The Therapeutic Practice of Window Shopping

Digital editor SÍOMHA CONNOLLY on the therapeutic practice of window shopping …

Photograph by Liadh Connolly

It’s early morning and a yellow cab drives down an otherwise deserted Fifth Avenue, stopping outside number 727. Out steps a glamorously dressed woman in a custom Givenchy black dress with a string of pearls around her neck, brunette hair piled high, and a pair of black oversized sunglasses shading her eyes. Her gloved arms hold a small paper bag containing breakfast of a croissant and coffee which she enjoys as she admires the contents of the whimsical window displays she has arrived to view. It is of course the opening scene of Breakfast at Tiffany’s and we are following the protagonist, Holly Golightly, as she visits Tiffany and Co, the only place she believes will lift her mood when she is feeling down.

My maternal grandmother was an avid window shopper, she used to admire outfits in the windows of Clerys and Switzers as she walked through town. Spotting something she liked, she would race home to recreate it on her Singer sewing machine (she was a whizz on the machine and could reproduce anything she saw without a pattern). That love was evidently passed on to me as I can happily while away weekend hours browsing without purchase, content to observe and absorb ideas. Shop windows can both tell a story and sell a dream, and it’s not just fashion boutiques but florists and interior stores, cafés and chocolatiers, jewellers and grocers. A good window display will draw you in, stopping you in your tracks, even when you shouldn’t be shopping …

Om Diva, Drury Street, Dublin 2. Photograph by Liadh Connolly

In Dublin, Drury Street is a welcome breath of fresh air with its row of independent boutiques and thoughtfully curated window displays; from OM DIVA’s 21 brightly lit airplanes and a custom-made runway to usher in the new season collections, to INDUSTRY DESIGN’s window, with its focus on timeless design. But it doesn’t stop there, creative window displays appear all over the country. Emily Connell designs the windows at her Ballinspittle boutique CHALK AND EASEL, featuring new products and using local and seasonal natural props foraged from the beach nearby or her garden at home. Often, locals will call in with boughs, pumpkins or other nature props which they think she might use. Clodagh Murray at GRANNY’S BOTTOM DRAWER in Kinsale uses a selection of products designed and produced in Ireland, which she says makes her job of creating each window display easy, while Claire Graham and Tom Keane, owners of the OLD MILL STORES in Leap, Co Cork, place a carefully curated edit of design classics – from woven baskets to brooms – outside their shopfront.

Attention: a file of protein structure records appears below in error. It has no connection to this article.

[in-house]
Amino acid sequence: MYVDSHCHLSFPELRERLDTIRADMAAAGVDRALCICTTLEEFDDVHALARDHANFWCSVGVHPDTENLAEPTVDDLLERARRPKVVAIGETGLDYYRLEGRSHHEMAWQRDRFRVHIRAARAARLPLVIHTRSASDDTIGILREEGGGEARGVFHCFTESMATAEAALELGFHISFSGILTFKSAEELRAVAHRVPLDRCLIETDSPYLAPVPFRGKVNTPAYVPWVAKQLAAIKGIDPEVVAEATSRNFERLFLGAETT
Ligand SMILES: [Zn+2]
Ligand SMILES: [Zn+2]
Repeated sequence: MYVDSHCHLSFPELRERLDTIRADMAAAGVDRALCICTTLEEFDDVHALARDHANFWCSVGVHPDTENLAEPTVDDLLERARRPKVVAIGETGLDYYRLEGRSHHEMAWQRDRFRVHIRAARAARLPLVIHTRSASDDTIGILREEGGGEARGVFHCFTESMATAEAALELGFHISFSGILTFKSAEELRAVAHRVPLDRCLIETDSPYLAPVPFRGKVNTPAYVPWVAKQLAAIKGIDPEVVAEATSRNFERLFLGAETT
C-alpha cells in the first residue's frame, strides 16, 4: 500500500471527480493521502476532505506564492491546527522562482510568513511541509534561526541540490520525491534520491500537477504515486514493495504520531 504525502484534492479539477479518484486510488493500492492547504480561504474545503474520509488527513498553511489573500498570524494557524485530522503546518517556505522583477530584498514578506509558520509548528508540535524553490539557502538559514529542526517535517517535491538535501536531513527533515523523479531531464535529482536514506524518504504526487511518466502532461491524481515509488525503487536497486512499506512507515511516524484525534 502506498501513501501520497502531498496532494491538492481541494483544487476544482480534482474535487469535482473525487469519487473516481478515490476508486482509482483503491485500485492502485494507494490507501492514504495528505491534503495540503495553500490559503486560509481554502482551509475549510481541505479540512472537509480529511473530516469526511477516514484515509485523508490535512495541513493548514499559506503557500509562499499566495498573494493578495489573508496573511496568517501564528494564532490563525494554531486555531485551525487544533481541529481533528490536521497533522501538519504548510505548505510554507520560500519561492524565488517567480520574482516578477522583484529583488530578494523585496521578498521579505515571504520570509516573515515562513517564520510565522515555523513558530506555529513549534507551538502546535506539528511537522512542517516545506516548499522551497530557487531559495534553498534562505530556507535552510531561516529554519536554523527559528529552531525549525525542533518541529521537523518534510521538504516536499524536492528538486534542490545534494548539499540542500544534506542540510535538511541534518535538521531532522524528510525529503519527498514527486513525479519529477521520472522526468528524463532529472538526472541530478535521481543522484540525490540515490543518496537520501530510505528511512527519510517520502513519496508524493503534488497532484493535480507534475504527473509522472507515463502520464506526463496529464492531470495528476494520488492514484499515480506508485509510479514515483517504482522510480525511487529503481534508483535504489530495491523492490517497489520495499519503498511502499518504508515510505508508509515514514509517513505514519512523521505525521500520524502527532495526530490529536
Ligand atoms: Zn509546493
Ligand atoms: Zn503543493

There is a lot to be said for window displays and the stories they tell, the role they play in encouraging purchases, and the moments of escapism they provide in the fast-paced world we live in. There’s a reason it’s called retail therapy; even without purchase, the act of shopping can be deeply therapeutic. Shopping should be a restful time. An activity to savour. A pastime to enjoy, away from the ever-present glare of blue light emanating from screens. That’s why a spot of window shopping will always be part of our weekend itinerary, croissant in bag optional …

Appassionata Flowers, Clarendon Street, Dublin 2; Granny’s Bottom Drawer, Kinsale, Co Cork; Costume, Castle Market, Dublin 2; Industry Design, Drury Street, Dublin 2.
Woven, Banbridge, Co Down; Maven, 4a Maryville Avenue, Belfast.
Moda, Bank Place, Mallow; Anthony Peto, South Anne Street, Dublin 2; Irish Design Shop, Drury Street, Dublin 2; Millars, Main Street, Clifden.
Stable, Westbury Mall, Dublin 2; Chalk and Easel, Ballinspittle, Co Cork.
Indigo & Cloth, Essex Street East, Temple Bar; Optica, Dawson Street, Dublin 2.

Síomha Connolly

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